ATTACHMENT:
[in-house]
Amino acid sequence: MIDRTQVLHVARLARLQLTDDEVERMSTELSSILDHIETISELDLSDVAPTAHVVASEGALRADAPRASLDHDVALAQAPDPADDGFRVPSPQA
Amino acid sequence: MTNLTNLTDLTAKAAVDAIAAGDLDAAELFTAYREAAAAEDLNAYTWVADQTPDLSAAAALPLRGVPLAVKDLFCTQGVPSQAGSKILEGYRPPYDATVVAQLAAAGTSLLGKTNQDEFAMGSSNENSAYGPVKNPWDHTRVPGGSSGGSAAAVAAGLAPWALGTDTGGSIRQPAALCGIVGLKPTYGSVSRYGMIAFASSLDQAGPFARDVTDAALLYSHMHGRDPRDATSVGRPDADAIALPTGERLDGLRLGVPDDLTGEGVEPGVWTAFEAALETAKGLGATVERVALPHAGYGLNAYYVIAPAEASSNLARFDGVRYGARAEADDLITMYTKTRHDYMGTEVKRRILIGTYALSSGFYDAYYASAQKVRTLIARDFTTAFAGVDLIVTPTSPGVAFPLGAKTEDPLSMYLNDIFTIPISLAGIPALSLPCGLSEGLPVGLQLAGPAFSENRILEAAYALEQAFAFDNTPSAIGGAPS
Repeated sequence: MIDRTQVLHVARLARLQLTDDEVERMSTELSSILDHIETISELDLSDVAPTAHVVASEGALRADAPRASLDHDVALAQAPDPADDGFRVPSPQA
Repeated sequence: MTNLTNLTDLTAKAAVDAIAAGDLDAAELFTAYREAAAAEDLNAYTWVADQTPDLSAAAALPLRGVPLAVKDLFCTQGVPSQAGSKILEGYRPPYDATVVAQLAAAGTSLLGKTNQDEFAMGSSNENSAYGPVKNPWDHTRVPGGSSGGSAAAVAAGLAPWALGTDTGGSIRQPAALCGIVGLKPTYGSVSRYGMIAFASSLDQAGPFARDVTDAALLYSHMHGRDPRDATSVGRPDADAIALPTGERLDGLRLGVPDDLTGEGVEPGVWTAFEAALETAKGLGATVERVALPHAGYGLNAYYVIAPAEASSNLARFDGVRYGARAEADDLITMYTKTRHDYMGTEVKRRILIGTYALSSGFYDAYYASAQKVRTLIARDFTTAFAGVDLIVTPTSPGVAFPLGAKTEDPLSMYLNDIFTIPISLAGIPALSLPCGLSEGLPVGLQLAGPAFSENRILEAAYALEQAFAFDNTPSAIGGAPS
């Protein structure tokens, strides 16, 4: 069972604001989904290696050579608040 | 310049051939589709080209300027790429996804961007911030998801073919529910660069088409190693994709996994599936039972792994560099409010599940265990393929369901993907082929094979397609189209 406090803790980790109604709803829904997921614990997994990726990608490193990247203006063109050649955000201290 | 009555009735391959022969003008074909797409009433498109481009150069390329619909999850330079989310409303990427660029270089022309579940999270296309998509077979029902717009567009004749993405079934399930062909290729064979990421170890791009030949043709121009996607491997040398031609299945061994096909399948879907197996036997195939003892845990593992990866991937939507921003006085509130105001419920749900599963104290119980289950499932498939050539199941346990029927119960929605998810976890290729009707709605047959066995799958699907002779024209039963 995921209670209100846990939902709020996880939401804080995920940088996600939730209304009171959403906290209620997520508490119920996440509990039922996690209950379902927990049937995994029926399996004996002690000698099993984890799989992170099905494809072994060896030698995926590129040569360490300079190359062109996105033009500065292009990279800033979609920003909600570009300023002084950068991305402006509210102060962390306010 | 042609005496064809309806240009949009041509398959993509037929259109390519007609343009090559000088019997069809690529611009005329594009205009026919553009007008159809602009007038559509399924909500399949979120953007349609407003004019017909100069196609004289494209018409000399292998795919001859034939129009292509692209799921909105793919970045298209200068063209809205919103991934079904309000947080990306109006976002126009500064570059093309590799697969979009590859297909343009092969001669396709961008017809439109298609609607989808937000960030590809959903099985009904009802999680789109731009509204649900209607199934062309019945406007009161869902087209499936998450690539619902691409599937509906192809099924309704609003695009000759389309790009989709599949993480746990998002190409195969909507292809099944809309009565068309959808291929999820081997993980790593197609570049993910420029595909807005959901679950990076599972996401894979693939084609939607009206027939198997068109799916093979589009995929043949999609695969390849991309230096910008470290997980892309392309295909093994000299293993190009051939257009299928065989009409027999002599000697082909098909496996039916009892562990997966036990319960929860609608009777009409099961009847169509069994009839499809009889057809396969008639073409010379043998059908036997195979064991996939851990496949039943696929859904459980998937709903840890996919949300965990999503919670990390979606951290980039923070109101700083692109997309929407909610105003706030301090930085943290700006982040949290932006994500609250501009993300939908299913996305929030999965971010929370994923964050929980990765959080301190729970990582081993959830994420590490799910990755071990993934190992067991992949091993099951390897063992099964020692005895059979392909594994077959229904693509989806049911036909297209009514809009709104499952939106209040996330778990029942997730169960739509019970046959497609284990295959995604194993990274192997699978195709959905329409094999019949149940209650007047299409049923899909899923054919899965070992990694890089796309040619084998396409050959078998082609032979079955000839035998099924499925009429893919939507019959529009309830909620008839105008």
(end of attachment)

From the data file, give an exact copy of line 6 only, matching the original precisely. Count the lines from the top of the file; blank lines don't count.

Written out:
């Protein structure tokens, strides 16, 4: 069972604001989904290696050579608040 | 310049051939589709080209300027790429996804961007911030998801073919529910660069088409190693994709996994599936039972792994560099409010599940265990393929369901993907082929094979397609189209 406090803790980790109604709803829904997921614990997994990726990608490193990247203006063109050649955000201290 | 009555009735391959022969003008074909797409009433498109481009150069390329619909999850330079989310409303990427660029270089022309579940999270296309998509077979029902717009567009004749993405079934399930062909290729064979990421170890791009030949043709121009996607491997040398031609299945061994096909399948879907197996036997195939003892845990593992990866991937939507921003006085509130105001419920749900599963104290119980289950499932498939050539199941346990029927119960929605998810976890290729009707709605047959066995799958699907002779024209039963 995921209670209100846990939902709020996880939401804080995920940088996600939730209304009171959403906290209620997520508490119920996440509990039922996690209950379902927990049937995994029926399996004996002690000698099993984890799989992170099905494809072994060896030698995926590129040569360490300079190359062109996105033009500065292009990279800033979609920003909600570009300023002084950068991305402006509210102060962390306010 | 042609005496064809309806240009949009041509398959993509037929259109390519007609343009090559000088019997069809690529611009005329594009205009026919553009007008159809602009007038559509399924909500399949979120953007349609407003004019017909100069196609004289494209018409000399292998795919001859034939129009292509692209799921909105793919970045298209200068063209809205919103991934079904309000947080990306109006976002126009500064570059093309590799697969979009590859297909343009092969001669396709961008017809439109298609609607989808937000960030590809959903099985009904009802999680789109731009509204649900209607199934062309019945406007009161869902087209499936998450690539619902691409599937509906192809099924309704609003695009000759389309790009989709599949993480746990998002190409195969909507292809099944809309009565068309959808291929999820081997993980790593197609570049993910420029595909807005959901679950990076599972996401894979693939084609939607009206027939198997068109799916093979589009995929043949999609695969390849991309230096910008470290997980892309392309295909093994000299293993190009051939257009299928065989009409027999002599000697082909098909496996039916009892562990997966036990319960929860609608009777009409099961009847169509069994009839499809009889057809396969008639073409010379043998059908036997195979064991996939851990496949039943696929859904459980998937709903840890996919949300965990999503919670990390979606951290980039923070109101700083692109997309929407909610105003706030301090930085943290700006982040949290932006994500609250501009993300939908299913996305929030999965971010929370994923964050929980990765959080301190729970990582081993959830994420590490799910990755071990993934190992067991992949091993099951390897063992099964020692005895059979392909594994077959229904693509989806049911036909297209009514809009709104499952939106209040996330778990029942997730169960739509019970046959497609284990295959995604194993990274192997699978195709959905329409094999019949149940209650007047299409049923899909899923054919899965070992990694890089796309040619084998396409050959078998082609032979079955000839035998099924499925009429893919939507019959529009309830909620008839105008």